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Another day, another legislative calamity: Time for a simpler regime for the environmental regulation of mining

19 June 2013 at 11:45 am

Over the past few years, the Centre has written extensively on the need for improved regulation of the environmental impacts of mining in South Africa. On behalf of a wide group of civil society and community organisations we have requested opportunities to make representations to the Department of Mineral Resources about our concerns (so far we have only had one such opportunity, in March 2013); we have prepared unsolicited comments on the weaknesses in the Mineral and Petroleum Resources Development Act, 2002 (MPRDA), as we perceive them (in response to which we were referred to the Parliamentary process on the MPRDA Amendment Bill); we have requested the Minister to exercise her discretion to declare no-go areas to protect areas of biodiversity and hydrological significance from mining (no response ever received); we have called for improved compliance and enforcement of existing environmental provisions in the MPRDA. In many cases where we represent communities, emerging farmers and civil society organisations concerned about the detrimental impacts of mining we have called on the Minister and DMR Regional Managers to take enforcement action, to suspend licences in view of clear violations, to disclose information about licences and compliance. Generally, and unfortunately, the only success we have had has been through court proceedings.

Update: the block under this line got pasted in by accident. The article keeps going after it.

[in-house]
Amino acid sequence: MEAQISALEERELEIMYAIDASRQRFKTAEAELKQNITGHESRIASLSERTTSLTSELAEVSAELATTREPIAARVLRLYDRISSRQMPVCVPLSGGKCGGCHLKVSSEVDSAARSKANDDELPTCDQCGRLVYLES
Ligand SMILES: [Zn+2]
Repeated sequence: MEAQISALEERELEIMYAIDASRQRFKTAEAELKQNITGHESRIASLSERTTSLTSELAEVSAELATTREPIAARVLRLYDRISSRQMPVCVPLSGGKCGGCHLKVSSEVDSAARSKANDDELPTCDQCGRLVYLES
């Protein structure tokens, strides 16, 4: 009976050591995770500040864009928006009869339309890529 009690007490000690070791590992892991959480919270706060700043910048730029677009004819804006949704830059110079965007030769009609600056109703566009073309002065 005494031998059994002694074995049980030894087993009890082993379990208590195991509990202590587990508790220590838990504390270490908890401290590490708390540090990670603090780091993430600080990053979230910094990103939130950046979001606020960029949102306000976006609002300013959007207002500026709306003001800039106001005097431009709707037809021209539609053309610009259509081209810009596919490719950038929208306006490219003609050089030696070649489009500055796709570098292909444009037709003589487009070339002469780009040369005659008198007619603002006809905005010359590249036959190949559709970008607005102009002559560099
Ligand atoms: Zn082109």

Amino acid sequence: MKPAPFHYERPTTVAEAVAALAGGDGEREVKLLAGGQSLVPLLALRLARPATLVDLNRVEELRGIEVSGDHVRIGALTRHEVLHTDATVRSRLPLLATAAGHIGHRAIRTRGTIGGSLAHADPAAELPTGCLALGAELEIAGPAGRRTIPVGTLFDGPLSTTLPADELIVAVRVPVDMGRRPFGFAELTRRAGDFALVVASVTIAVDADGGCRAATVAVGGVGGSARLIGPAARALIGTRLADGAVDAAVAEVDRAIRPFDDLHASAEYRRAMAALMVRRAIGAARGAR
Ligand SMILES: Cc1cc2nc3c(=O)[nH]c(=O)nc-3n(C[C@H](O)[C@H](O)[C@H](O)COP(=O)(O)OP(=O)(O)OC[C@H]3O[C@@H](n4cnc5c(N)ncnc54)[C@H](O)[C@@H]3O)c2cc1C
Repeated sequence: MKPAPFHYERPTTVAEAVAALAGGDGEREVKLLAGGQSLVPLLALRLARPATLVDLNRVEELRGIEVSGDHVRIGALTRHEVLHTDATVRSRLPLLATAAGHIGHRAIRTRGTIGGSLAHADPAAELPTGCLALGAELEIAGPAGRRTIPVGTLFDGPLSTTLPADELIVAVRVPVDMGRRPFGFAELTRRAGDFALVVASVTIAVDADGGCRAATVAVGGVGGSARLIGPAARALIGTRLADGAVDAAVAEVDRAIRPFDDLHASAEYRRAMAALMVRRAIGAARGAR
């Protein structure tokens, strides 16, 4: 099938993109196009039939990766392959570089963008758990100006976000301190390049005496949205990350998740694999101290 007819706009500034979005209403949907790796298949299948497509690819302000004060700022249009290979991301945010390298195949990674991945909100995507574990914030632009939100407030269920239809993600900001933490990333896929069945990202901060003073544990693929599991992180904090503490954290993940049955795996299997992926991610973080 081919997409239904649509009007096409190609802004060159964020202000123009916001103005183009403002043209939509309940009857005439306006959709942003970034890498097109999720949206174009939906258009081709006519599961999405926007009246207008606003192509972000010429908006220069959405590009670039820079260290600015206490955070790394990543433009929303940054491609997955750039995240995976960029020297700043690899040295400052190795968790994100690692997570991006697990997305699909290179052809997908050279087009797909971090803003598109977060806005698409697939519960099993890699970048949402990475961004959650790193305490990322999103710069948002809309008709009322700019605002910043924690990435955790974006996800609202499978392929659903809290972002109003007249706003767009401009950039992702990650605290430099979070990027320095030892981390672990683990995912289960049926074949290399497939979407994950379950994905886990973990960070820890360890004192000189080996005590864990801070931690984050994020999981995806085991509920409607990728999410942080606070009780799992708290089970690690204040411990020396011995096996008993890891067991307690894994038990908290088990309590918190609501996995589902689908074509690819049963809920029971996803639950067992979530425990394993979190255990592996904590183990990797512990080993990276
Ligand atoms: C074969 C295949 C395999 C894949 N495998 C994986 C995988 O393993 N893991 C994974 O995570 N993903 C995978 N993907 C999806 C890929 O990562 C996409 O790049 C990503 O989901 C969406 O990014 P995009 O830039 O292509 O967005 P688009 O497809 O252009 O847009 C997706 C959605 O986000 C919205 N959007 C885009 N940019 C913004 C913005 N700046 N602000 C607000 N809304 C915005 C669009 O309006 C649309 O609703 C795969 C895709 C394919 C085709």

One of the most important issues for the Centre and many of its partners in relation to improved environmental regulation of the mining sector has been to ensure that mining is regulated, like all other industries, under the framework National Environmental Management Act, 1998 (NEMA) and the EIA Regulations. We have argued extensively that there is no basis for the existing “parallel but inferior” system of regulation for the mining sector.

Negotiations between the Ministers, the DMR and the Department of Environmental Affairs over the past several years have now resulted in what appears to be a principle agreement for a compromise: all prospecting and mining would now require an environmental authorisation under NEMA, just like all other activities with significant environmental impacts, but environmental authorisations would be processed and issued by the DMR; appeals against those authorisations would lie against the Minister of Environmental Affairs. This is essentially what is proposed in the MPRDA Amendment Bill published in December 2012, as read with NEMA.

While we have welcomed the application of NEMA to prospecting and mining, the allocation of responsibilities and budget for this function to the DMR is far from ideal. Not only does it fail to recognise the inherent conflict of mandate for the DMR (where the chief promoter of mining also has to make tough decisions to refuse to authorise or curtail mining activities in the interest of the environment), but it also fails to recognise that the DMR has little or no expertise or capacity – and will not have this expertise or capacity for many years to come, even with the best of intentions – adequately to assess environmental impacts, issue appropriate and lawful environmental authorisations, monitor compliance and take enforcement action in the case of violations. Let us not forget that the DMR is – under the MPRDA regime – in fact already responsible for what they now term a “new” function. It is difficult to ignore the consequences of that unfulfilled responsibility when one considers the cost of acid mine drainage (which cost will continue for decades, if not centuries, to come) to the national fiscus.